# GammaDist {stats}

### Description

Density, distribution function, quantile function and random generation for the Gamma distribution with parameters `shape`

and `scale`

.

### Usage

dgamma(x, shape, rate = 1, scale = 1/rate, log = FALSE) pgamma(q, shape, rate = 1, scale = 1/rate, lower.tail = TRUE, log.p = FALSE) qgamma(p, shape, rate = 1, scale = 1/rate, lower.tail = TRUE, log.p = FALSE) rgamma(n, shape, rate = 1, scale = 1/rate)

### Arguments

- x, q
- vector of quantiles.
- p
- vector of probabilities.
- n
- number of observations. If
`length(n) > 1`

, the length is taken to be the number required. - rate
- an alternative way to specify the scale.
- shape, scale
- shape and scale parameters. Must be positive,
`scale`

strictly. - log, log.p
- logical; if
`TRUE`

, probabilities/densities p are returned as log(p). - lower.tail
- logical; if TRUE (default), probabilities are P[X ≤ x], otherwise, P[X > x].

### Details

If `scale`

is omitted, it assumes the default value of `1`

.

The Gamma distribution with parameters `shape`

= a and `scale`

= s has density f(x)= 1/(s^a Gamma(a)) x^(a-1) e^-(x/s) for x ≥ 0, a > 0 and s > 0. (Here Gamma(a) is the function implemented by R's `gamma()`

and defined in its help. Note that a = 0 corresponds to the trivial distribution with all mass at point 0.)

The mean and variance are E(X) = a*s and Var(X) = a*s^2.

The cumulative hazard H(t) = - log(1 - F(t)) is

-pgamma(t, ..., lower = FALSE, log = TRUE)

Note that for smallish values of `shape`

(and moderate `scale`

) a large parts of the mass of the Gamma distribution is on values of x so near zero that they will be represented as zero in computer arithmetic. So `rgamma`

may well return values which will be represented as zero. (This will also happen for very large values of `scale`

since the actual generation is done for `scale = 1`

.)

### Values

`dgamma`

gives the density, `pgamma`

gives the distribution function, `qgamma`

gives the quantile function, and `rgamma`

generates random deviates.

Invalid arguments will result in return value `NaN`

, with a warning. The length of the result is determined by `n`

for `rgamma`

, and is the maximum of the lengths of the numerical parameters for the other functions. The numerical parameters other than `n`

are recycled to the length of the result. Only the first elements of the logical parameters are used.

### References

Becker, R. A., Chambers, J. M. and Wilks, A. R. (1988) *The New S Language*. Wadsworth & Brooks/Cole.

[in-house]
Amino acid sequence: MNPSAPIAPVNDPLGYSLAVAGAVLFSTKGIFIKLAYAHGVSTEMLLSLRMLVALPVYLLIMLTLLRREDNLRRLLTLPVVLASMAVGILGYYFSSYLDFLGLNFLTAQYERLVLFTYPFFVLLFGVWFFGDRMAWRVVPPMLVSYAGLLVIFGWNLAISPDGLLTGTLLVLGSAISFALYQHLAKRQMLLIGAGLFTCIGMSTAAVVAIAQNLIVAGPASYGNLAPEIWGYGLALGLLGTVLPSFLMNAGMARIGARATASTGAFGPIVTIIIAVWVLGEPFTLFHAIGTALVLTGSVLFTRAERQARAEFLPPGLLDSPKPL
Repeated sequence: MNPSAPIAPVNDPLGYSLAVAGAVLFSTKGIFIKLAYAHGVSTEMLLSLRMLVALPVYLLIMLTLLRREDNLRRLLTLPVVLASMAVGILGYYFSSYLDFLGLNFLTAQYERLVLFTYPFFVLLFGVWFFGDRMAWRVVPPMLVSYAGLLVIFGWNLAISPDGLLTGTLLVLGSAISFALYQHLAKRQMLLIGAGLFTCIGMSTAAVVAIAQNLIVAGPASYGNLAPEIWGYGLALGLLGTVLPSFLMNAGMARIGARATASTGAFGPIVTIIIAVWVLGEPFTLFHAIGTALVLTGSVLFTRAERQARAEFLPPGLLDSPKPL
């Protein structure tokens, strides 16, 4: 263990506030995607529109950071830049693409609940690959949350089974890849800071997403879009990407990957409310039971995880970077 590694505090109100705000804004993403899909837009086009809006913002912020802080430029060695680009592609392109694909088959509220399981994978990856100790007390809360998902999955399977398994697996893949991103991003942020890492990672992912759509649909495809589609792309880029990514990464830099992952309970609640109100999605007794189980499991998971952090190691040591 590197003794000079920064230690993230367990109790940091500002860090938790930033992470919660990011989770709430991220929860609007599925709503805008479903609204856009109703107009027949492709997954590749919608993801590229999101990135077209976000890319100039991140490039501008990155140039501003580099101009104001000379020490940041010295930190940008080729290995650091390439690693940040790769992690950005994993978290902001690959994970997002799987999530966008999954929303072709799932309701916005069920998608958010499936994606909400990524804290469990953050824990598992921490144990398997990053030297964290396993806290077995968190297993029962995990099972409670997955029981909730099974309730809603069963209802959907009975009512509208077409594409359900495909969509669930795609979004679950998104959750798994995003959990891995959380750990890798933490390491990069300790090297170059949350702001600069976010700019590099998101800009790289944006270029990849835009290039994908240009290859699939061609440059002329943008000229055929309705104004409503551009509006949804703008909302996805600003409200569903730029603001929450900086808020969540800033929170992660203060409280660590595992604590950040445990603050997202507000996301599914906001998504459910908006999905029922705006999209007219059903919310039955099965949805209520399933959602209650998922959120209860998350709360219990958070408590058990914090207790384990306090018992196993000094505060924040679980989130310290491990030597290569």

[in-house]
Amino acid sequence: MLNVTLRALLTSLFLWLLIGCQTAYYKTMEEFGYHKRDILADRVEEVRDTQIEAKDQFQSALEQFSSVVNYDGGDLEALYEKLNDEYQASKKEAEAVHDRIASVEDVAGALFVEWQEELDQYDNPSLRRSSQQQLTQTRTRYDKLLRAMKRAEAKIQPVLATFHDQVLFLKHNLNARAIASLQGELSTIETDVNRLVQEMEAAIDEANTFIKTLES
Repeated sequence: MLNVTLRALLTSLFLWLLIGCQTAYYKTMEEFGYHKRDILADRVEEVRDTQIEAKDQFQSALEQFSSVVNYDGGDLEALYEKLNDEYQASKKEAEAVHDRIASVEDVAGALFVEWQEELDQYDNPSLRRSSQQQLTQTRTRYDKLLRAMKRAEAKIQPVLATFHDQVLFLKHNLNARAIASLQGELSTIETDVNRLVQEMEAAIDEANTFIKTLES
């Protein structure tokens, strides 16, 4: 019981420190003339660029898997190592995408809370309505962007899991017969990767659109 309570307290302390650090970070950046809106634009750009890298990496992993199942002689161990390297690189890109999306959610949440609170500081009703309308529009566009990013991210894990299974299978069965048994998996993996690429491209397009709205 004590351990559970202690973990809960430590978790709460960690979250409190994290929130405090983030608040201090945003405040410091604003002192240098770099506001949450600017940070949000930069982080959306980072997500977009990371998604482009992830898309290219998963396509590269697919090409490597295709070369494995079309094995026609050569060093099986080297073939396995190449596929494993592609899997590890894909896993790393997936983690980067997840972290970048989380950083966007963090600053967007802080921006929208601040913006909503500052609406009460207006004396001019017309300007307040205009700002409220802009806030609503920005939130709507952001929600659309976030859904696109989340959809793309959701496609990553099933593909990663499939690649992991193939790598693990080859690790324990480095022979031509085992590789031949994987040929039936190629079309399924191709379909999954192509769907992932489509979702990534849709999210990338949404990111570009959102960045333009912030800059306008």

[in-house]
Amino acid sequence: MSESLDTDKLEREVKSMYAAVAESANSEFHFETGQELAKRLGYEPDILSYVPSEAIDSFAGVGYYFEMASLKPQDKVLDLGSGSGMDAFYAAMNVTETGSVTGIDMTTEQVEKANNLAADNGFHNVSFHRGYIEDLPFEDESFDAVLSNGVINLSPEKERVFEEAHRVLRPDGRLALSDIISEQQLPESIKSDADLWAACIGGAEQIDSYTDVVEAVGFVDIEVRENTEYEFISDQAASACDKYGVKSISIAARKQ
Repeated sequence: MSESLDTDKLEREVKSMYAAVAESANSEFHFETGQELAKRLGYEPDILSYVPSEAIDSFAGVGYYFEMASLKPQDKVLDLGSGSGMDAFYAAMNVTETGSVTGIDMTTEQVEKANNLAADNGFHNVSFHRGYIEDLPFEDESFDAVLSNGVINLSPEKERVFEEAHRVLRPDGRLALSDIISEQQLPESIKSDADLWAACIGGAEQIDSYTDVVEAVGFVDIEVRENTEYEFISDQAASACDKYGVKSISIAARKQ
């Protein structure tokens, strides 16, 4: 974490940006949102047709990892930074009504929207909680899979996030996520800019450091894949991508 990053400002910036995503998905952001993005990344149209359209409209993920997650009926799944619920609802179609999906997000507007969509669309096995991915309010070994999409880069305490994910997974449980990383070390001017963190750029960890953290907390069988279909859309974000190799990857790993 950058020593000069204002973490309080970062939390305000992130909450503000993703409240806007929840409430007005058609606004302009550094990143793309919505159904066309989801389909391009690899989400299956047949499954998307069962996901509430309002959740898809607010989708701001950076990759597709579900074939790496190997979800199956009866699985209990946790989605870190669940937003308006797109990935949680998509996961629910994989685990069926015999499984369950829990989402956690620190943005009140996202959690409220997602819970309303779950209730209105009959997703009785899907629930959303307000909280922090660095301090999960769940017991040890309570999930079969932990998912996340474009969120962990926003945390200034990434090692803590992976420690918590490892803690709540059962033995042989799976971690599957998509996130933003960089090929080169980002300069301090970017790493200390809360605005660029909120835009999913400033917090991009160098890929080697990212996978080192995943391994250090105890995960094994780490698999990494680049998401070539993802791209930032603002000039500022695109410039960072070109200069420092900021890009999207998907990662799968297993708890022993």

Shea, B. L. (1988) Algorithm AS 239, Chi-squared and incomplete Gamma integral, *Applied Statistics (JRSS C)* **37**, 466--473.

Abramowitz, M. and Stegun, I. A. (1972) *Handbook of Mathematical Functions.* New York: Dover. Chapter 6: Gamma and Related Functions.

NIST Digital Library of Mathematical Functions. http://dlmf.nist.gov/, section 8.2.

### Note

The S (Becker *et al* (1988) parametrization was via `shape`

and `rate`

: S had no `scale`

parameter. In R 2.x.y `scale`

took precedence over `rate`

, but now it is an error to supply both.

`pgamma`

is closely related to the incomplete gamma function. As defined by Abramowitz and Stegun 6.5.1 (and by ‘Numerical Recipes’) this is P(a,x) = 1/Gamma(a) integral_0^x t^(a-1) exp(-t) dt P(a, x) is `pgamma(x, a)`

. Other authors (for example Karl Pearson in his 1922 tables) omit the normalizing factor, defining the incomplete gamma function γ(a,x) as i.e., `pgamma(x, a) * gamma(a)`

. Yet other use the ‘upper’ incomplete gamma function, Gamma(a,x) = integral_x^Inf t^(a-1) exp(-t) dt, which can be computed by `pgamma(x, a, lower = FALSE) * gamma(a)`

.

Note however that `pgamma(x, a, ..)`

currently requires a > 0, whereas the incomplete gamma function is also defined for negative a. In that case, you can use `gamma_inc(a,x)`

(for Γ(a,x)) from package gsl.

See also http://en.wikipedia.org/wiki/Incomplete_gamma_function, or http://dlmf.nist.gov/8.2#i.

### See Also

`gamma`

for the gamma function.

Distributions for other standard distributions, including `dbeta`

for the Beta distribution and `dchisq`

for the chi-squared distribution which is a special case of the Gamma distribution.

### Examples

-log(dgamma(1:4, shape = 1)) p <- (1:9)/10 pgamma(qgamma(p, shape = 2), shape = 2) 1 - 1/exp(qgamma(p, shape = 1)) # even for shape = 0.001 about half the mass is on numbers # that cannot be represented accurately (and most of those as zero) pgamma(.Machine$double.xmin, 0.001) pgamma(5e-324, 0.001) # on most machines 5e-324 is the smallest # representable non-zero number table(rgamma(1e4, 0.001) == 0)/1e4

Documentation reproduced from R 3.0.2. License: GPL-2.